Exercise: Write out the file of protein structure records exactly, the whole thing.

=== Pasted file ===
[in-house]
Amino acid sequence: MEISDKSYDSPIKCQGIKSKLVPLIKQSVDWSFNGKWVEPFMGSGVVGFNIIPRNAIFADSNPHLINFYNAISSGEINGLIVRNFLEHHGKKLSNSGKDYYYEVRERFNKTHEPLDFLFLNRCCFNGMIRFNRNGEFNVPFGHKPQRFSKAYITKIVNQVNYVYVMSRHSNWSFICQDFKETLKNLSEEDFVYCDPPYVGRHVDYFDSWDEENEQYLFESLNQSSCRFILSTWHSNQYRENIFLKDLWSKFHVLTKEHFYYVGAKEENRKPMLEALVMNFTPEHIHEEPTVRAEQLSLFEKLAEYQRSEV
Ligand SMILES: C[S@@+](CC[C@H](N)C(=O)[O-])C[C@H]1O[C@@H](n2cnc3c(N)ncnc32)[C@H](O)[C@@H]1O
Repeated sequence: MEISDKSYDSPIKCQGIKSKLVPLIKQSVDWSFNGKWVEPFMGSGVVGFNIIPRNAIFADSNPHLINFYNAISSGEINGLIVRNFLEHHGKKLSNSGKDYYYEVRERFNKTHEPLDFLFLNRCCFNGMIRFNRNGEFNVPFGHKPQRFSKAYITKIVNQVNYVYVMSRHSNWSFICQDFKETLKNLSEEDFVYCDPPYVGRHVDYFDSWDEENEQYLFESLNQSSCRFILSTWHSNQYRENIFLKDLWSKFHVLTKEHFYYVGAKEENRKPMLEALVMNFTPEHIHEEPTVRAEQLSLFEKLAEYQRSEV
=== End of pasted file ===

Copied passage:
[in-house]
Amino acid sequence: MEISDKSYDSPIKCQGIKSKLVPLIKQSVDWSFNGKWVEPFMGSGVVGFNIIPRNAIFADSNPHLINFYNAISSGEINGLIVRNFLEHHGKKLSNSGKDYYYEVRERFNKTHEPLDFLFLNRCCFNGMIRFNRNGEFNVPFGHKPQRFSKAYITKIVNQVNYVYVMSRHSNWSFICQDFKETLKNLSEEDFVYCDPPYVGRHVDYFDSWDEENEQYLFESLNQSSCRFILSTWHSNQYRENIFLKDLWSKFHVLTKEHFYYVGAKEENRKPMLEALVMNFTPEHIHEEPTVRAEQLSLFEKLAEYQRSEV
Ligand SMILES: C[S@@+](CC[C@H](N)C(=O)[O-])C[C@H]1O[C@@H](n2cnc3c(N)ncnc32)[C@H](O)[C@@H]1O
Repeated sequence: MEISDKSYDSPIKCQGIKSKLVPLIKQSVDWSFNGKWVEPFMGSGVVGFNIIPRNAIFADSNPHLINFYNAISSGEINGLIVRNFLEHHGKKLSNSGKDYYYEVRERFNKTHEPLDFLFLNRCCFNGMIRFNRNGEFNVPFGHKPQRFSKAYITKIVNQVNYVYVMSRHSNWSFICQDFKETLKNLSEEDFVYCDPPYVGRHVDYFDSWDEENEQYLFESLNQSSCRFILSTWHSNQYRENIFLKDLWSKFHVLTKEHFYYVGAKEENRKPMLEALVMNFTPEHIHEEPTVRAEQLSLFEKLAEYQRSEV